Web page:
1 Like

(..T) tries to rest the members of T, but we don't know anything about T

Good point. How about:

fn my_func<T: Variadic>((..v): (..T)) -> T

There would a "magic" trait std::yadayada::Variadic implemented by all tuples, so then we know .. operator can be applied to a tuple (and maybe fixed-size arrays could implement it too, and be spreadable as well?)

1 Like

In that case fn my_func<T: Variadic>((..v): (..T)) -> T and fn my_func<(..T)>((..v): (..T)) -> T are equivalent. I my opinion using (..T) is easier to use.

I feel this is a rabbit hole, If I have to mix tuples and arrays I prefer to have a quite explicit syntax. (So not relying on a trait that both arrays and tuple implements)

To sum up briefly the state of the discussion:

  • The destructure syntax was changed to the syntax used for slice patterns and subslice. (so <ident> @ ..).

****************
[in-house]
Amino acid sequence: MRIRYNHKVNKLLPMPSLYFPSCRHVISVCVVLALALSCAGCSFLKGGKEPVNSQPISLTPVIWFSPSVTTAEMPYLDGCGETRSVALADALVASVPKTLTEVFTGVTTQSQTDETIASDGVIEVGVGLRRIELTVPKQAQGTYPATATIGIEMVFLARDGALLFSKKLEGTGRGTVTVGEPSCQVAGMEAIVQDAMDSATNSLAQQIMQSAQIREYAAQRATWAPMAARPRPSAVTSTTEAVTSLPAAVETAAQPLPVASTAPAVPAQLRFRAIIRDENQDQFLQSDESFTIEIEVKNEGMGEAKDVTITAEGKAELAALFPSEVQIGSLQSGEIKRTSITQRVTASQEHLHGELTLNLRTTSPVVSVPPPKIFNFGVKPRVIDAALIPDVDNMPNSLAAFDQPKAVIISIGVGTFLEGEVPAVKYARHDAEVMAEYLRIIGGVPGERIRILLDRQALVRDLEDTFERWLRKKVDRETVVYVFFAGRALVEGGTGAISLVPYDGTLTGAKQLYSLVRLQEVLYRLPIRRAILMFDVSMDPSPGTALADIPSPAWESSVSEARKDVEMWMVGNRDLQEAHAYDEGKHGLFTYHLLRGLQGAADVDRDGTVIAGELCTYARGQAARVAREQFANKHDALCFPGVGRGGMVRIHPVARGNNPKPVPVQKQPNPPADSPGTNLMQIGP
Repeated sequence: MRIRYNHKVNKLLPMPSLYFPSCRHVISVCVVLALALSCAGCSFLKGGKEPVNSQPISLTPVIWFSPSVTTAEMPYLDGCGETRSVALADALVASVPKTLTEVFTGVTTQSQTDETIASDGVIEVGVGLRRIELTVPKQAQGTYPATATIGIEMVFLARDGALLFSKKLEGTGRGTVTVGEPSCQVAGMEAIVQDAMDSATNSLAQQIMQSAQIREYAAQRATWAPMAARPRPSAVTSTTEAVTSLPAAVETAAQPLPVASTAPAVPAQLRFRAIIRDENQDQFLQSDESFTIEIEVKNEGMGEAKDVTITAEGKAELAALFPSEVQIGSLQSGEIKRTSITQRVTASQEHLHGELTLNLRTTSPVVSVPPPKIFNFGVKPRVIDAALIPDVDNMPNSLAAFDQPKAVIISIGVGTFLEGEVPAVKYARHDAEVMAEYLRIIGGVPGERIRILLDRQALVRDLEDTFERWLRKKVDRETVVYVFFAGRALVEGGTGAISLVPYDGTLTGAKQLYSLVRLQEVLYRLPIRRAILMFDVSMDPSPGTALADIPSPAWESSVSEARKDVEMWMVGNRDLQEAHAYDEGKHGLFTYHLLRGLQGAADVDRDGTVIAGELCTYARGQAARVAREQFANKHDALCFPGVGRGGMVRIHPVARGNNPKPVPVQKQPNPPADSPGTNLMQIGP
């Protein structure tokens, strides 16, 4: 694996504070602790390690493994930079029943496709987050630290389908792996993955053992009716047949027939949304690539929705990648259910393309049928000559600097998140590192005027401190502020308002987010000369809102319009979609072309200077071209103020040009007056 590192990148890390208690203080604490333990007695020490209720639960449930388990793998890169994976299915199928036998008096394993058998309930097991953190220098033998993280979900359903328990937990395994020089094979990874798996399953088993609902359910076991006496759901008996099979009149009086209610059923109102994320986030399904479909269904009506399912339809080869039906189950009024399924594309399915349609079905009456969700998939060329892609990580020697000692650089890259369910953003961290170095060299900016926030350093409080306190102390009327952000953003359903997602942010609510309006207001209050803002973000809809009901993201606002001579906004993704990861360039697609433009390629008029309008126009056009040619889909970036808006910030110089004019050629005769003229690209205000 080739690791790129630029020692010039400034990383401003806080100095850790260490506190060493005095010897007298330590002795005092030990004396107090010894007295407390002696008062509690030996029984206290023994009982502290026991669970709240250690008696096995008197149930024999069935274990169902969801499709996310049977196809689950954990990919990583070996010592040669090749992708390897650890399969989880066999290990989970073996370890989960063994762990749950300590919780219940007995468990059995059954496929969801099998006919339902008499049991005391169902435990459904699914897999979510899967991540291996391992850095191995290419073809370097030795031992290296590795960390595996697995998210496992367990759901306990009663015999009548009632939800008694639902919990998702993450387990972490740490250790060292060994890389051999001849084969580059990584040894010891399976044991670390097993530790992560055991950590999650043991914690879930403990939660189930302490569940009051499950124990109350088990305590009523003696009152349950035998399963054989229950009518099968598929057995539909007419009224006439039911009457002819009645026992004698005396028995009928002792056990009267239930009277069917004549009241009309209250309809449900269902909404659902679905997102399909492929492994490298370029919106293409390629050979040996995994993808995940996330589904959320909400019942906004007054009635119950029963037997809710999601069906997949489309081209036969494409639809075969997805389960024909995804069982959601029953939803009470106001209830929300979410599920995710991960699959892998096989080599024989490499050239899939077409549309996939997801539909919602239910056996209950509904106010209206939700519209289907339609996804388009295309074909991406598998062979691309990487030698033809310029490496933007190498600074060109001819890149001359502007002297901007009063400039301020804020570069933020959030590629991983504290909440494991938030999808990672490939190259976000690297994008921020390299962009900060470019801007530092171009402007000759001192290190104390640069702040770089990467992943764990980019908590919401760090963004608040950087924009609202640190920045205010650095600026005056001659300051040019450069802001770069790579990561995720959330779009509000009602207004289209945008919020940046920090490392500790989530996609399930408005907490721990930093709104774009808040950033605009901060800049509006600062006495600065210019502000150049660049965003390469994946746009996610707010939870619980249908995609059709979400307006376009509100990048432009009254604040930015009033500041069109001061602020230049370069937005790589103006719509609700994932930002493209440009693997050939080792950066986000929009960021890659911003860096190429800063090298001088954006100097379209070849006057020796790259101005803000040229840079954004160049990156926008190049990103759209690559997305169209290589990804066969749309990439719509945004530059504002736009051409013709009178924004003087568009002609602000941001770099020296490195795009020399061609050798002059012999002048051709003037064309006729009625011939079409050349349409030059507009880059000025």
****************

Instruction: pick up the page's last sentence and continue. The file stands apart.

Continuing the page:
• The for loop syntax to iterate over the members of a variadic tuple is ambiguous with the runtime for loop:

// here, k and maps are variadic tuples
(for (ref k, map) in (k, maps) {
    maps.get(k)
})

See these suggestions as alternatives

I also want to add a new point on the discussion about the .. token in patterns: Its semantic is ambiguous, sometimes it means "catch everything you can" and sometimes it means "catch this explicit variadic tuple". Example:

// Existing destructure pattern
// a = 1, .. = (2, 3), b = 4
// It has the meaning "catch everything you can at this position"
let (a, .., b) = (1, 2, 3, 4);


let variadic_tuple: (Head, ..Tail) = ...;
// Close to existing destructure pattern
// h: Head, and tail: (..Tail)
// The meaning is both:
//   - Catch everything you can at this position
//   - Catch the variadic tuple (..Tail)
let (h, tail @ ..) = variadic_tuple;

// And here comes trouble: 
// If we want to "split" a tuple:
let source: (..L, ..R) = ...;
// A lot of bindings are possible
let (l @ .., r @ ..) = source;

// So maybe we need to explicitly state that we want to match a variadic tuple
// Type ascription may help here:
let (l: (..L) @ .., r: (..R) @ ..) = source;

What's wrong with body == ()?